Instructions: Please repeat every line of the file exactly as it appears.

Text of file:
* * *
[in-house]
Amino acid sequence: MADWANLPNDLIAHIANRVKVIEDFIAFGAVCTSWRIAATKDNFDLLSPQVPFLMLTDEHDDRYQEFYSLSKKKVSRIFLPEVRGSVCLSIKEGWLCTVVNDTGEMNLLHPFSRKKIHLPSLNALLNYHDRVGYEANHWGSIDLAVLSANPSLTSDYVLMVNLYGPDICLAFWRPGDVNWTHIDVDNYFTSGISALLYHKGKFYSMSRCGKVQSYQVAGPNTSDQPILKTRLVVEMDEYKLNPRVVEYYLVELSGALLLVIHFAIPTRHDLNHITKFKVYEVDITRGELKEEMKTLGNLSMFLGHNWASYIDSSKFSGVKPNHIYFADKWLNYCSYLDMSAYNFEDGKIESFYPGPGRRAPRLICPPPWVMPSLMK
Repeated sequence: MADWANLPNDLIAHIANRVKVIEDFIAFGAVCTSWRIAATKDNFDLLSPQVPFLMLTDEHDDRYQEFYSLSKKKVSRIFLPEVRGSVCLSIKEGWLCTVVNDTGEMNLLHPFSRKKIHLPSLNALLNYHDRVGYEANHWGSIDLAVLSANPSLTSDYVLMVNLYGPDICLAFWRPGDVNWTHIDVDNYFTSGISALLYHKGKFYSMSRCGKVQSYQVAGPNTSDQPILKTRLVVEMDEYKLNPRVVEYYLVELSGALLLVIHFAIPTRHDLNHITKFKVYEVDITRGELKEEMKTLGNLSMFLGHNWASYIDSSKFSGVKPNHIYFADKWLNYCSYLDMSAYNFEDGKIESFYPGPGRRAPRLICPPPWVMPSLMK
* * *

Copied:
[in-house]
Amino acid sequence: MADWANLPNDLIAHIANRVKVIEDFIAFGAVCTSWRIAATKDNFDLLSPQVPFLMLTDEHDDRYQEFYSLSKKKVSRIFLPEVRGSVCLSIKEGWLCTVVNDTGEMNLLHPFSRKKIHLPSLNALLNYHDRVGYEANHWGSIDLAVLSANPSLTSDYVLMVNLYGPDICLAFWRPGDVNWTHIDVDNYFTSGISALLYHKGKFYSMSRCGKVQSYQVAGPNTSDQPILKTRLVVEMDEYKLNPRVVEYYLVELSGALLLVIHFAIPTRHDLNHITKFKVYEVDITRGELKEEMKTLGNLSMFLGHNWASYIDSSKFSGVKPNHIYFADKWLNYCSYLDMSAYNFEDGKIESFYPGPGRRAPRLICPPPWVMPSLMK
Repeated sequence: MADWANLPNDLIAHIANRVKVIEDFIAFGAVCTSWRIAATKDNFDLLSPQVPFLMLTDEHDDRYQEFYSLSKKKVSRIFLPEVRGSVCLSIKEGWLCTVVNDTGEMNLLHPFSRKKIHLPSLNALLNYHDRVGYEANHWGSIDLAVLSANPSLTSDYVLMVNLYGPDICLAFWRPGDVNWTHIDVDNYFTSGISALLYHKGKFYSMSRCGKVQSYQVAGPNTSDQPILKTRLVVEMDEYKLNPRVVEYYLVELSGALLLVIHFAIPTRHDLNHITKFKVYEVDITRGELKEEMKTLGNLSMFLGHNWASYIDSSKFSGVKPNHIYFADKWLNYCSYLDMSAYNFEDGKIESFYPGPGRRAPRLICPPPWVMPSLMK